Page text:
In the same chapter, a poignant matter is raised about the Tamil notion of ‘truth’ and its connotations in Tamil literary works. We are reminded that the concept and definition of truth is “always culturally determined.” In Tamil, the notion of truth is related to the consequences of utterance and phonology. The spoken word must accompany commitment to what is said in order to maintain the integrity of the utterance, which once articulated will always live out its life in the world. In Tamil, “truth is connected to sound” and the very being of the person articulating the words. To not carry through on an utterance is tantamount to questioning the very “aliveness” of the speaker—their interiority and breath. Another dimension is that truth is also seen as “unerring.” To not fulfill what has been articulated was considered a great humiliation, a stain upon an individual’s fame, and antithetical to heroic virtues. Reading the book at a time when “post-truth” is selected as the international word of the year, the espousal of the trope of truth in medieval Tamil is a tragic reminder of humanity’s regression. We have sufficient reason to believe that for a long time in history, speaking the truth was the essence of life; not any longer it appears. True speech or the metaphysical consequences of truth was a major thematic preoccupation of the Chola period Tamil literary works.
How the “deep interpenetration” of Sanskrit and Tamil turned to downright antagonism is a question the book answers. Dravidian or Tamil nationalism was an ideology in South India created by self-styled language purists to defend Tamil and Tamils from being dominated by languages like Sanskrit and Hindi. The “complex dynamic of Sanskrit-in-Tamil and Tamil-in-Sanskrit” that was a structural feature of Tamil’s linguistic evolution was ruptured as a corollary of the anti-Brahminism movement in South India. As Brahmins were vilified for their position at the apex at the top of the caste hierarchy and privileged role in the machinery of the British Raj, they were also deemed “bearers of an alien, Sanskritic culture.” Stemming from anti-Brahminism, Dravidian nationalism, as an ideology in late colonial and postcolonial India was the “marriage of linguism with long-standing social and economic resentment.”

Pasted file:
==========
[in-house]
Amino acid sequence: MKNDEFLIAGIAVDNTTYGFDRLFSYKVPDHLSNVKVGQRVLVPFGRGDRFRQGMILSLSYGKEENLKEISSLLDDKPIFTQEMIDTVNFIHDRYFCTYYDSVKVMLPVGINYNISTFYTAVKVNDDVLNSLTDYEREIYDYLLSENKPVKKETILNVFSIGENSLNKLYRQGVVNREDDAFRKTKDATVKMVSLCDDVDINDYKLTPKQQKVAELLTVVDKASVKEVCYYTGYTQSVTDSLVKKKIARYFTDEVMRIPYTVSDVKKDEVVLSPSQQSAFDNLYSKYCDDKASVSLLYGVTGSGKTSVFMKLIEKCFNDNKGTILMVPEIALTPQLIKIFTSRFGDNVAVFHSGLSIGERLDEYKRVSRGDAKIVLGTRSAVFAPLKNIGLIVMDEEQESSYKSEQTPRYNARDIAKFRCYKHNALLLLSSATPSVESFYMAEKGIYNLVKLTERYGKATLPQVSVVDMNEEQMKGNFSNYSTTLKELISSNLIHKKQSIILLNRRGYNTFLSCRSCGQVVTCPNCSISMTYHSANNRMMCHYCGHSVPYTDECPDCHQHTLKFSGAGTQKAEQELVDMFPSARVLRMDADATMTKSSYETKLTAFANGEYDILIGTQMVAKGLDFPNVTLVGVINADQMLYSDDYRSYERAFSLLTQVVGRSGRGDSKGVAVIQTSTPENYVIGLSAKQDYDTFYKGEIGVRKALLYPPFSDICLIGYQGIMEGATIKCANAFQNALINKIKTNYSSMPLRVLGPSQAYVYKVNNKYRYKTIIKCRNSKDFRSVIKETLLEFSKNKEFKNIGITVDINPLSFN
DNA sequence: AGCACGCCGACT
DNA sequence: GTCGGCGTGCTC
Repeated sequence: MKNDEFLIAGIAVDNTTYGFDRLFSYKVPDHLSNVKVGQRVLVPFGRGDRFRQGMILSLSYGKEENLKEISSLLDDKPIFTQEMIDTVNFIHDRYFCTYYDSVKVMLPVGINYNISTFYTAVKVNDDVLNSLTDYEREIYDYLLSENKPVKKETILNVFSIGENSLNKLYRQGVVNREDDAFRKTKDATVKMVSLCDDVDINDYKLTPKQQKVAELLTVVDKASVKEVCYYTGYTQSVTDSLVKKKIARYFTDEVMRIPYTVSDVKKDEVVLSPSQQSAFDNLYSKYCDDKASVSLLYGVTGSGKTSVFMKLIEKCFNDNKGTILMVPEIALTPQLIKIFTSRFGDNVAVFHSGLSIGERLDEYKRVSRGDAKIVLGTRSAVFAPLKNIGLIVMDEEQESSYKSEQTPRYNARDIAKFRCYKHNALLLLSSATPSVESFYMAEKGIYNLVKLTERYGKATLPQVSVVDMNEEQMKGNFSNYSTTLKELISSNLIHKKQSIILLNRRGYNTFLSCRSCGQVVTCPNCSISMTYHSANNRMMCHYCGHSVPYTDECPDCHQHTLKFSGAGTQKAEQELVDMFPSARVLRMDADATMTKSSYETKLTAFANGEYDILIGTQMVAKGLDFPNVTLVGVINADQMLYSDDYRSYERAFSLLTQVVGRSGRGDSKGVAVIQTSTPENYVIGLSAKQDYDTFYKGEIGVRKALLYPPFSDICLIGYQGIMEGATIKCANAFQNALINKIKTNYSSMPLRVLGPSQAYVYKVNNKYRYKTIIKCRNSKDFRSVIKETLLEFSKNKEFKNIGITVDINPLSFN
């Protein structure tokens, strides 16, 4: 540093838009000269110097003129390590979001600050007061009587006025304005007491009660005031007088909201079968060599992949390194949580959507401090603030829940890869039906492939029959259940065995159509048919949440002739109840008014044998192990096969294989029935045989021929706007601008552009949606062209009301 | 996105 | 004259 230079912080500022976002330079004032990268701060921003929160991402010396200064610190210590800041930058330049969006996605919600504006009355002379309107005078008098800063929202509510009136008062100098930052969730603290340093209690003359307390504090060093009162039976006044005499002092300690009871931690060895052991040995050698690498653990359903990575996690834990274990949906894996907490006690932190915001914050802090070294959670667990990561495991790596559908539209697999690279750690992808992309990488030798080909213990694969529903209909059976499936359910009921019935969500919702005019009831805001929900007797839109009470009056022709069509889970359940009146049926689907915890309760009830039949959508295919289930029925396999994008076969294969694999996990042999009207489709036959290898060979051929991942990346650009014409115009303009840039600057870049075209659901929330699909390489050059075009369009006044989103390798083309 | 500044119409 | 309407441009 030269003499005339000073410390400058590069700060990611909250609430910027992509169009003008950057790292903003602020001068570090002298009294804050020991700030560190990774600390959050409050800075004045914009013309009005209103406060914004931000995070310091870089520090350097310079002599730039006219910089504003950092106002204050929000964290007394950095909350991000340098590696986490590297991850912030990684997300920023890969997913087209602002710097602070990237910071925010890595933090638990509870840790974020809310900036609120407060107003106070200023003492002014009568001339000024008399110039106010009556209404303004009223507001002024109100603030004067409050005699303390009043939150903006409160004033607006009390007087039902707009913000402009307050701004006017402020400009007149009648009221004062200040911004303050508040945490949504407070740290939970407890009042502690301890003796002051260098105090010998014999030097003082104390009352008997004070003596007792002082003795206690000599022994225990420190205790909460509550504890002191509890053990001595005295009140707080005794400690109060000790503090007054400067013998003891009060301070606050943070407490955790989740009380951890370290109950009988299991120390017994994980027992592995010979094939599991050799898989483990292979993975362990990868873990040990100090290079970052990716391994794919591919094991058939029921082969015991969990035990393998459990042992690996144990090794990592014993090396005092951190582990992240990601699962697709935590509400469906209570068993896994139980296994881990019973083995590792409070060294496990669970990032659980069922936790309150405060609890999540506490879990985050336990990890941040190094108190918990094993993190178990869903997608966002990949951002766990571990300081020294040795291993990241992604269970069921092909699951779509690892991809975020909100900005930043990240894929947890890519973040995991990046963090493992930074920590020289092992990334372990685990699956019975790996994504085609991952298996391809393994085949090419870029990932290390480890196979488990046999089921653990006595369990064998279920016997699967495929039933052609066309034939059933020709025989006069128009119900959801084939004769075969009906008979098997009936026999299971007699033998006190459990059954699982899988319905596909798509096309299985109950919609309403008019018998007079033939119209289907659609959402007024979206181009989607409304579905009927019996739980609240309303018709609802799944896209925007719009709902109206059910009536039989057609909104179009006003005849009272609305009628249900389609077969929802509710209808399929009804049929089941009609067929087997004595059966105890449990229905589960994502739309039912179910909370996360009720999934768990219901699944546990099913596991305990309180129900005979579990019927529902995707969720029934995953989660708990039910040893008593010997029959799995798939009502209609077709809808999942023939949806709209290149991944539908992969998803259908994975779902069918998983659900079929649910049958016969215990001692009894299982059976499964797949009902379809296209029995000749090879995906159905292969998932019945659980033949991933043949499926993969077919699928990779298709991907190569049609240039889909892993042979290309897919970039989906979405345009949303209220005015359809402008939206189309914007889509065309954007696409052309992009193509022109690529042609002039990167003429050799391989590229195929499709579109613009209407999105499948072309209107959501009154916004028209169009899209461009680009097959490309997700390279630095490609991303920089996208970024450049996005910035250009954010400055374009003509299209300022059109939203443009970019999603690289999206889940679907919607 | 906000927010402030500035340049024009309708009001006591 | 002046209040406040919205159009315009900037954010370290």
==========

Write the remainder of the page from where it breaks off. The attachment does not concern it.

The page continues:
With great aplomb the book clinically dismantles the whole project of Tamil nationalism and questions its legacy. While the rediscovery of Sangam-period works in the 19th century was a trigger, Shulman also shows how “conceptual input” from orientalist scholarship in British India was fundamental to fossilizing the linguistic chauvinism of Tamil nationalism. The colonial bureaucracy, in accordance with imperial ‘divide and rule’ strategies, actively encouraged the artificial chasm between Sanskrit and Tamil just as it set Brahmin against non-Brahmin and kept the north and south at odds. Despite the presence of language specialists in the colonial bureaucracy, oriental scholarship conjured up narratives of a romanticized untainted primordial Tamil that antedated Sanskrit that they depicted as a foreign entity. The orientalising project misrepresented classical Tamil texts by vitiating the Sanskrit-Tamil symbiosis. We are reminded that linguism, like nationalism, “tends to flatten out the object it purports to celebrate.”
Sublime and riveting, Tamil: A Biography proves that good linguistic and intellectual history can be written without resorting to either esotericism or jargonism. Moreover, when seamed by cultural history to showcase the emergence of the science of language concomitant with cultural expression enriches both streams. Casual readers would find the philology palatable because most of the spadework to compact and elucidate the material has been done for them. Presciently, the book warns us that insularity and provincialism are relatively recent developments and that throughout history all languages have developed in interaction with others. The heights of cultural achievements have come from synergy and symbiosis, not isolation and retreat. The book will unsettle even the most obdurate Tamil language chauvinists and that is a testament to Shulman’s meticulous research and persuasive argumentation.